“The Motorcycle Diaries” (2004)
Based on the Che Guevara memoir he wrote before becoming the Marxist revolutionary, Gael García Bernal plays young Guevara who, in 1952, went on a trip across South America with his friend Alberto Granado. The experience shaped Guevara’s life as it showed him the injustices of the world.
“National Lampoon’s Vacation” (1983)
This classic from director Harold Ramis stars Chevy Chase as his first time playing Clark W. Griswold, the ambitious father whose vacation plans always never work out. Here Clark takes the family cross-country to Walley World and in the process leaves chaos in his wake.
“On the Road” (2012)
Based on the iconic Jack Kerouac novel, Sam Riley plays the book’s narrator, Sal Paradise, who after meeting Dean (Garrett Hedlund) and Marylou (Kristen Stewart), head on a free-spirited road trip across the country.
“Over the Top” (1987)
Sylvester Stallone plays trucker and arm wrestling pro Lincoln Hawk who needs to get to Las Vegas to compete in the world arm wrestling tournament. But he also has to get his estranged son to his dying mother. This all leads to a big-rig father-and-son road trip.
“Pee-wee’s Big Adventure” (1985)
A loose parody of Vittorio De Sica’s classic “Bicycle Thieves,” Tim Burton makes his own classic around the zany antics of Paul Reubens’ hit character Pee-wee Herman. The movie follows the “boy” as he goes to search for his stolen bike, which he’s been told by a psychic is in the basement of the Alamo (spoiler alert: there’s no basement in the Alamo).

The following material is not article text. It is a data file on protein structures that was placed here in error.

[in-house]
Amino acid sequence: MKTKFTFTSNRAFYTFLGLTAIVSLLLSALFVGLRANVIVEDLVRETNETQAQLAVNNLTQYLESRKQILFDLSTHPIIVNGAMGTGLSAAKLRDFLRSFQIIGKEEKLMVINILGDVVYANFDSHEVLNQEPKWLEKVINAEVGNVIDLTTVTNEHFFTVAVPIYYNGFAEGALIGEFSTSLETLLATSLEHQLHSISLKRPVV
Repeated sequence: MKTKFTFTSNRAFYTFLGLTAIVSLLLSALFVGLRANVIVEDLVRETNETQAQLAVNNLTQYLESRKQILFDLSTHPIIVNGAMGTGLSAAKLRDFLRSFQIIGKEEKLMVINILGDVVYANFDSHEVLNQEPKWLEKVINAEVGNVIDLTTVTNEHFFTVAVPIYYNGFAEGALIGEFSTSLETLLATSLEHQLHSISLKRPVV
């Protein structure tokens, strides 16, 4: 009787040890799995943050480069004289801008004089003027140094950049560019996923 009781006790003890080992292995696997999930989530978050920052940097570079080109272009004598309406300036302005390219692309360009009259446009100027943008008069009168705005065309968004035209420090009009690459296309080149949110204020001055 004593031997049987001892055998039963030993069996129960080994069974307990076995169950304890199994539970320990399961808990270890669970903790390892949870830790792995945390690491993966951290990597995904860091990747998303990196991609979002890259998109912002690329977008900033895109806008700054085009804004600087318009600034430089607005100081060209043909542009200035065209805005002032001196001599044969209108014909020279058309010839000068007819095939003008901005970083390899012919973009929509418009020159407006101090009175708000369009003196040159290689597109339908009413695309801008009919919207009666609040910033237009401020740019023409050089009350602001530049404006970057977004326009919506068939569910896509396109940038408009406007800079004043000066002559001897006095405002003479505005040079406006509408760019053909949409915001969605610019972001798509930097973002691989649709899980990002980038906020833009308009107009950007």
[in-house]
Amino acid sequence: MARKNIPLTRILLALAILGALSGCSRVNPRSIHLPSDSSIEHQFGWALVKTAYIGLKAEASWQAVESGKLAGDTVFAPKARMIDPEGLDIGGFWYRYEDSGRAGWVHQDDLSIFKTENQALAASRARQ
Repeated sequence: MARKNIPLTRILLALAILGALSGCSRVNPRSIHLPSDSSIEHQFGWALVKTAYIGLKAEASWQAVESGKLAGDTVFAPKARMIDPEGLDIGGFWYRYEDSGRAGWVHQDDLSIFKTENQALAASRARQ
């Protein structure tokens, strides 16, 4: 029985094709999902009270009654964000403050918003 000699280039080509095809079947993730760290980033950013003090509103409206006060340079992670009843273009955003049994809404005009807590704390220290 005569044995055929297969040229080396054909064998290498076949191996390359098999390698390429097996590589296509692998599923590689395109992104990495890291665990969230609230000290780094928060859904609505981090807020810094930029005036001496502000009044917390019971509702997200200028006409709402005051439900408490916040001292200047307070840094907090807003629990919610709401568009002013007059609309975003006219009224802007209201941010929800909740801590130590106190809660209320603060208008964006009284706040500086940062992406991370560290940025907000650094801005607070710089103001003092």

“Planes, Trains & Automobiles” (1987)
Steve Martin and John Candy play two men who suddenly have to become travel companions as they try to get home for the holidays. Written and directed by John Hughes, Martin and Candy together are a delight.
“Rain Man” (1988)
Tom Cruise plays sleazy Charlie Babbitt and Dustin Hoffman is his brother Raymond, who suffers from savant syndrome. Hoping to cash in on the fortune Raymond got from their father, Charlie sets the two out on a cross-country trip leading to a lot of self-discovery. If you’ve never seen Barry Levinson’s Oscar-winning movie, now’s the time.
“Road Trip” (2000)
Of course “Road Trip” was going to be on this list. Todd Phillips’ insane raunchy comedy about four college friends on a race against time to retrieve a sex tape sent in the mail is always a fun watch.
“The Straight Story” (1999)
In one of David Lynch’s most traditional storytelling offerings, Richard Farnsworth plays a man who sets out on a trip via riding lawn mower to make things right with his ill brother. The story is based on a real-life event, in which Alvin Straight traveled 240 miles from Iowa to Wisconsin on a lawn mower.
“Stranger Than Paradise” (1984)
Jim Jarmusch’s second feature film follows Willie and his friend Eddie as they set out on a road trip to Cleveland to visit Willie’s cousin from Hungary, Eva. The movie went on to be regarded as a landmark work in the independent film world for its unconventional long takes and do-it-yourself aesthetic.
“Thelma & Louise” (1991)
Ridley Scott’s look at the road-trip-turned-manhunt adventure of friends Thelma (Geena Davis) and Louise (Susan Sarandon) is arguably more powerful today in the #MeToo era than when it opened in the early 1990s.
“Tommy Boy” (1995)
Perhaps the best Chris Farley/David Spade collaboration, in this one Farley plays a underachieving college graduate who suddenly has to travel the nation (with Spade as the geeky sidekick) to keep the accounts for his auto-parts family business after his father dies. This one truly shows off Farley’s high-energy comedy greatness.
“Y Tu Mamá También” (2001)
Director Alfonso Cuarón received a best screenplay Oscar nomination with his brother Carlos for this powerful road trip movie that made Diego Luna and Gael García Bernal international stars.